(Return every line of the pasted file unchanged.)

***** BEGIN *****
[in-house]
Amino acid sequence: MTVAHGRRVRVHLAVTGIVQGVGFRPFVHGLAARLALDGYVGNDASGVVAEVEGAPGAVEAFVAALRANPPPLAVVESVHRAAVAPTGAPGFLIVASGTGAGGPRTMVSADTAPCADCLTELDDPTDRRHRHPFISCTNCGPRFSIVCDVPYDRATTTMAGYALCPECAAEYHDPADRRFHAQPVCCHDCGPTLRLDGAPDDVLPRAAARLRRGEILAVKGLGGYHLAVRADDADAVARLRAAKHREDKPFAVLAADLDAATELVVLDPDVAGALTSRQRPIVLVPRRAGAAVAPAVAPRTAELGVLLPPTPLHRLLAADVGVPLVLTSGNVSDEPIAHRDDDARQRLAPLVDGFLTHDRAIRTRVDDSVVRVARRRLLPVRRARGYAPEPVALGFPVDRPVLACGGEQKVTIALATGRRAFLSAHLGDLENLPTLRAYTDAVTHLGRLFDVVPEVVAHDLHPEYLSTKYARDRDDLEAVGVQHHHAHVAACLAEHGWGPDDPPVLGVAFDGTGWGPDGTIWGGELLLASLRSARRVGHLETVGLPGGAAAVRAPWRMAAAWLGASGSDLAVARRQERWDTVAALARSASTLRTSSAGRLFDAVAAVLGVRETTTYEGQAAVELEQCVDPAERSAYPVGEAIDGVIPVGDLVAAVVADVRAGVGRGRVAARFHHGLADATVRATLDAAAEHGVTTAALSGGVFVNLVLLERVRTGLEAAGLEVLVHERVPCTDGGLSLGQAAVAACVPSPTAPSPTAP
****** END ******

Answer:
[in-house]
Amino acid sequence: MTVAHGRRVRVHLAVTGIVQGVGFRPFVHGLAARLALDGYVGNDASGVVAEVEGAPGAVEAFVAALRANPPPLAVVESVHRAAVAPTGAPGFLIVASGTGAGGPRTMVSADTAPCADCLTELDDPTDRRHRHPFISCTNCGPRFSIVCDVPYDRATTTMAGYALCPECAAEYHDPADRRFHAQPVCCHDCGPTLRLDGAPDDVLPRAAARLRRGEILAVKGLGGYHLAVRADDADAVARLRAAKHREDKPFAVLAADLDAATELVVLDPDVAGALTSRQRPIVLVPRRAGAAVAPAVAPRTAELGVLLPPTPLHRLLAADVGVPLVLTSGNVSDEPIAHRDDDARQRLAPLVDGFLTHDRAIRTRVDDSVVRVARRRLLPVRRARGYAPEPVALGFPVDRPVLACGGEQKVTIALATGRRAFLSAHLGDLENLPTLRAYTDAVTHLGRLFDVVPEVVAHDLHPEYLSTKYARDRDDLEAVGVQHHHAHVAACLAEHGWGPDDPPVLGVAFDGTGWGPDGTIWGGELLLASLRSARRVGHLETVGLPGGAAAVRAPWRMAAAWLGASGSDLAVARRQERWDTVAALARSASTLRTSSAGRLFDAVAAVLGVRETTTYEGQAAVELEQCVDPAERSAYPVGEAIDGVIPVGDLVAAVVADVRAGVGRGRVAARFHHGLADATVRATLDAAAEHGVTTAALSGGVFVNLVLLERVRTGLEAAGLEVLVHERVPCTDGGLSLGQAAVAACVPSPTAPSPTAP